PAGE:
Another day, another ban. In 1975, Yale's C Vann Woodward wrote that students should be able to 'think the unthinkable, discuss the unmentionable, and challenge the unchallengeable', yet in 2014 London South Bank University's Atheist Society have been censored for printing the 'unprintable'.
At a start of term event, the society were advertising for new members with an adapted version Michelangelo's famous 'Creation of Adam', featuring the invented deity, the Flying Spaghetti Monster, in the place of God. But soon union officials informed the group that their posters were "religiously offensive" and must be removed. Unsurprisingly, this piece of heavy-handed suppression has sparked a fierce debate about the power of sabbatical officers and freedom of speech. The British Humanist Association and the National Federation of Federation of Atheist, Humanist and Secular Students Societies have dubbed the move "utterly ridiculous" and denounced "the rising tide of frivolous censorship" across British higher education.
They are quite right to do so. Whilst this was a self-evidently absurd piece of censorship, it is not an isolated event. Although the outrage that followed this decision is completely justified, we should not be shocked by officials' actions. Students' unions are well-versed in censorship. In fact, few institutions have richer traditions of this sort of illiberalism. And in recent months strait-laced union officials up and down the country seem to have rediscovered their censorial craving.
The furore surrounding the South Bank Atheist Society mirrors closely the anger around two students at the London School of Economics who were made to conceal their T-shirts which featured a satirical comic of Jesus and Mohammed. And it is not just religious dissenters who have felt the full weight of the unions' officious fists. In the past, sabbatical officers have boycotted Nestle products, removed The Sun from their union shops, and issued decrees claiming that the whole university stands in solidarity with Palestine. More recently, Birmingham University's Student Guild has banned people in certain fancy dress costumes from their bar, almost 20 unions have banned Robin Thicke's popular song 'Blurred Lines', and Kent Union has tried to ban BAE from promoting their graduate job opportunities.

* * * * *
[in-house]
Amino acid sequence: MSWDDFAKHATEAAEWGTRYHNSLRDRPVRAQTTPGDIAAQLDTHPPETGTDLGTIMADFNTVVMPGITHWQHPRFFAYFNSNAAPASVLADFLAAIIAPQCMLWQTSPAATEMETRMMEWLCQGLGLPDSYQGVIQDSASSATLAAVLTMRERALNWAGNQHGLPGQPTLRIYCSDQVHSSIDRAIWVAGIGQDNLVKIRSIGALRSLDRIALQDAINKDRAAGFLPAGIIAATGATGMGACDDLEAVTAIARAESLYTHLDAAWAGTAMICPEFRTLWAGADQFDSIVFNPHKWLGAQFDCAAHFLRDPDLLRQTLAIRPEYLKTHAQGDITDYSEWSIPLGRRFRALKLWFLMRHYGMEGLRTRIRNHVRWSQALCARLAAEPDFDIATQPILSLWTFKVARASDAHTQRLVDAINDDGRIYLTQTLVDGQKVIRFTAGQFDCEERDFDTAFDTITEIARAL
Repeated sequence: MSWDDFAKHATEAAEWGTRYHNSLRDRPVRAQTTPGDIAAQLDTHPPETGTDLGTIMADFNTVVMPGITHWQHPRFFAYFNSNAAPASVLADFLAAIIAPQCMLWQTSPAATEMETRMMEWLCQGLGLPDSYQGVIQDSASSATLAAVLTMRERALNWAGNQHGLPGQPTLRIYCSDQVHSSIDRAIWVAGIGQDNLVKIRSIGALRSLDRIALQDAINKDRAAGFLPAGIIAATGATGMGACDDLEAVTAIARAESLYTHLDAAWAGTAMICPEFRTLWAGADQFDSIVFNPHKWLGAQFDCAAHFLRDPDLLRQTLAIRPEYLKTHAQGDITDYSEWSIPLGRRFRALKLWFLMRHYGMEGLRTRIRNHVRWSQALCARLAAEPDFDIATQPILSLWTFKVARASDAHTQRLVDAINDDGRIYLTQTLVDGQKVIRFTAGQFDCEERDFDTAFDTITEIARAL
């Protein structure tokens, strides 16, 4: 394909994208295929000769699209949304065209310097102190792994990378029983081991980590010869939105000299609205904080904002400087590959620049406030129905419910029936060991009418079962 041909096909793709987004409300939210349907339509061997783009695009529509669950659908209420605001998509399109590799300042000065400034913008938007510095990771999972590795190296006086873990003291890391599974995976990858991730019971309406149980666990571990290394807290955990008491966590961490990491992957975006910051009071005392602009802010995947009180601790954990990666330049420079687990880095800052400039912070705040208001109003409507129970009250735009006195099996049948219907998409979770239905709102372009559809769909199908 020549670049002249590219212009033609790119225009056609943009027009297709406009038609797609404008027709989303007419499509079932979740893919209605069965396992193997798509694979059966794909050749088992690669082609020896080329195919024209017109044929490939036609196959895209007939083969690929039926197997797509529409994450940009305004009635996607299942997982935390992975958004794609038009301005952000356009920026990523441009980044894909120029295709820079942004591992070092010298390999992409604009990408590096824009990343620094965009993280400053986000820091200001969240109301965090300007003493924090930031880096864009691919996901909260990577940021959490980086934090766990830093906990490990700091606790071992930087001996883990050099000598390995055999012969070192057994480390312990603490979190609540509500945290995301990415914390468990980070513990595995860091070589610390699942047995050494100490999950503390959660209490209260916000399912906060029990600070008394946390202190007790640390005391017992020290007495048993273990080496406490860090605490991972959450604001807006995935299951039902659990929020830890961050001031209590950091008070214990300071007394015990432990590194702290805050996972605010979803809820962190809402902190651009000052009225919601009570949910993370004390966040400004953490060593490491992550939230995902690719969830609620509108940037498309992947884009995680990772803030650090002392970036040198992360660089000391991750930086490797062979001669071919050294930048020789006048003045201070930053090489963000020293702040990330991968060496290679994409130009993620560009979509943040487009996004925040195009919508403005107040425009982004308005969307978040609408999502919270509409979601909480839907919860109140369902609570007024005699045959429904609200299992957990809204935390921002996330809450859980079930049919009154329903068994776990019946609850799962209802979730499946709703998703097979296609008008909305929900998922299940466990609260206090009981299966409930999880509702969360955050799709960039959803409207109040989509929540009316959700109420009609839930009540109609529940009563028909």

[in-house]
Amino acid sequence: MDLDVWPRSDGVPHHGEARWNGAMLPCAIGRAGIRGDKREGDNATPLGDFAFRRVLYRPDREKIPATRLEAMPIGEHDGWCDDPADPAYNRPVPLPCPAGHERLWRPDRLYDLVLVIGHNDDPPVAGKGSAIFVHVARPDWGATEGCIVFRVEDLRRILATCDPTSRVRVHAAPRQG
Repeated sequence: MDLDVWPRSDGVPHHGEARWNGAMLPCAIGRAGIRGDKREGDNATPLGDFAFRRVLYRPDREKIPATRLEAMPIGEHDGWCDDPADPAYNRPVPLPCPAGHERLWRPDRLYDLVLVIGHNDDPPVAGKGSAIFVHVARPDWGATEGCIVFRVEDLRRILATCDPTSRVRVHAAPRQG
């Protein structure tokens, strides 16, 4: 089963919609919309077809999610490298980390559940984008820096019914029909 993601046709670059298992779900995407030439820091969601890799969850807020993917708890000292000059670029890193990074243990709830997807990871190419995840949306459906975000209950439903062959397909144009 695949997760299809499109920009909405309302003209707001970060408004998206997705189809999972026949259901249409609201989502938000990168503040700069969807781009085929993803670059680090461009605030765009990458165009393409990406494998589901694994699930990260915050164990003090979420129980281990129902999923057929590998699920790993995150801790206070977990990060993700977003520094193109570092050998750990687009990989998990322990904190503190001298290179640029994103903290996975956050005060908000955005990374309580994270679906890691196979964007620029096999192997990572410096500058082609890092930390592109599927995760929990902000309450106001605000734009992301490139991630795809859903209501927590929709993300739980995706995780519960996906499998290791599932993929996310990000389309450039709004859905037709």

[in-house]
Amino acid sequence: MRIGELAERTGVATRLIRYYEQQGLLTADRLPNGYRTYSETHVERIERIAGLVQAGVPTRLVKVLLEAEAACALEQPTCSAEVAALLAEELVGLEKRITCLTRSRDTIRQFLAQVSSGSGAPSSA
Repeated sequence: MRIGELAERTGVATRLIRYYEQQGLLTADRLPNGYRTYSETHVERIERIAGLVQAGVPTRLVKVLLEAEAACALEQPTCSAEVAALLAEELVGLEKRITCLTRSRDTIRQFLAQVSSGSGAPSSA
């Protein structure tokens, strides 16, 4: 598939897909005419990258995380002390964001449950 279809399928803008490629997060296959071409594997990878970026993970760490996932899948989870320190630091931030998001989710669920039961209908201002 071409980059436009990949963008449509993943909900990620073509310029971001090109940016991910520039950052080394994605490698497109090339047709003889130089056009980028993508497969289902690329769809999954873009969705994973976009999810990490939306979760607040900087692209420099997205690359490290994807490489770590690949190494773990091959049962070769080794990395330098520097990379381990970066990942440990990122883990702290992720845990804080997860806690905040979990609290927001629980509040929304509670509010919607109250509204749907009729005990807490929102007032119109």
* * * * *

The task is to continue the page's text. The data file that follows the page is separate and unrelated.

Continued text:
Some of these bans may be well intentioned, but these intentions are substantially undermined by their ham-fisted implementation. Whilst based on sound ambitions, in practice, the NUS's 'No Platform' policy is simply unintellectual. Putting your figures in your ears, closing your eyes and hoping the bad people will go away is an unbelievably naïve reaction to what is a very serious problem. And the trend of students' unions marring their good intentions with clumsy policy has been noticed by others. After the widespread 'Blurred Lines' ban, Greg Lukianoff, the president of the Foundation for Individual Rights in Education, said:
"What is ironic about the various bans issued by UK student union is that I know that they think of themselves as very forward-thinking, very progressive, very much in keeping with a new age of sensitivity and compassion. But they are echoing, in rationale and substance, the thinking of the old Victorian censors both in the UK and the United States in the nineteenth century."
But what Lukianoff failed to realise is that this Victorian censorship is the lifeblood of a student union official for a reason. The types of student who applies for sabbatical roles are, more often than not, those with pretentions to grandeur - self-interested busybodies and future Labour Home Secretaries - with a sprinkling lost souls scared of the job market. They are elected by a deplorably small percentage of the student electorate, and given precisely one year to 'make a difference' and construct their legacy. But soon, after their grandiose proposals are crushed by university bureaucracy, they realise how essentially powerless they are.
With a heavy sense of impotence weighing on their shoulders, and in the spirit of 'making a difference', it seems almost inevitable that many will turn to this sort of self-aggrandising gesture politics: ban this, support that; censor this, 'stand in solidarity' with that. Despite what their relatively cushy salary may have us believe, these tokenistic gestures are the only things they are good for. Censorship gives them a purpose, job satisfaction, and a feeling of moral superiority - when seen in this light, the widespread illiberalism of sabbatical officers doesn't seem quite so surprising.
But inevitable as it is, it is no excuse for imposing narrow-minded policies onto a diverse student community. Sabbatical officers must realise that these asinine bans are no route to progress. They simply further alienate students from their representative institutions. Unfortunately, until a larger number of students react against this censorial twaddle, nothing will change. But it must. The lamentable deficit in student democracy must be corrected to stop this crude censorship, which has no place in British education establishments.